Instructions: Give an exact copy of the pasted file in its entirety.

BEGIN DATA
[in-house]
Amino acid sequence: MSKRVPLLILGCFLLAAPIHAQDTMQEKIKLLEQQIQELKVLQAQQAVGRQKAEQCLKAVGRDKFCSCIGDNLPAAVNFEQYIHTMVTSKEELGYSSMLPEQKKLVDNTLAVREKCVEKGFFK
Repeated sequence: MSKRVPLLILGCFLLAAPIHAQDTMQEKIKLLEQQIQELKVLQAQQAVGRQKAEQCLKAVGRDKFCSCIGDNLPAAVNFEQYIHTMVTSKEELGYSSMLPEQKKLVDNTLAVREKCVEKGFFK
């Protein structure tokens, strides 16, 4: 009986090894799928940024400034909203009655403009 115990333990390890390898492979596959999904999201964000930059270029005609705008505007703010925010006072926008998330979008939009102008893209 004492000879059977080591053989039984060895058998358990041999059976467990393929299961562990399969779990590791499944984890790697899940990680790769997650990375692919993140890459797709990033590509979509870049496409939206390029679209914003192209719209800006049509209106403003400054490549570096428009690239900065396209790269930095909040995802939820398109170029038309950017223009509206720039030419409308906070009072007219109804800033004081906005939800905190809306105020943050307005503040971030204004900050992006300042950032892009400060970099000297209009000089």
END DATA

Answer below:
[in-house]
Amino acid sequence: MSKRVPLLILGCFLLAAPIHAQDTMQEKIKLLEQQIQELKVLQAQQAVGRQKAEQCLKAVGRDKFCSCIGDNLPAAVNFEQYIHTMVTSKEELGYSSMLPEQKKLVDNTLAVREKCVEKGFFK
Repeated sequence: MSKRVPLLILGCFLLAAPIHAQDTMQEKIKLLEQQIQELKVLQAQQAVGRQKAEQCLKAVGRDKFCSCIGDNLPAAVNFEQYIHTMVTSKEELGYSSMLPEQKKLVDNTLAVREKCVEKGFFK
């Protein structure tokens, strides 16, 4: 009986090894799928940024400034909203009655403009 115990333990390890390898492979596959999904999201964000930059270029005609705008505007703010925010006072926008998330979008939009102008893209 004492000879059977080591053989039984060895058998358990041999059976467990393929299961562990399969779990590791499944984890790697899940990680790769997650990375692919993140890459797709990033590509979509870049496409939206390029679209914003192209719209800006049509209106403003400054490549570096428009690239900065396209790269930095909040995802939820398109170029038309950017223009509206720039030419409308906070009072007219109804800033004081906005939800905190809306105020943050307005503040971030204004900050992006300042950032892009400060970099000297209009000089």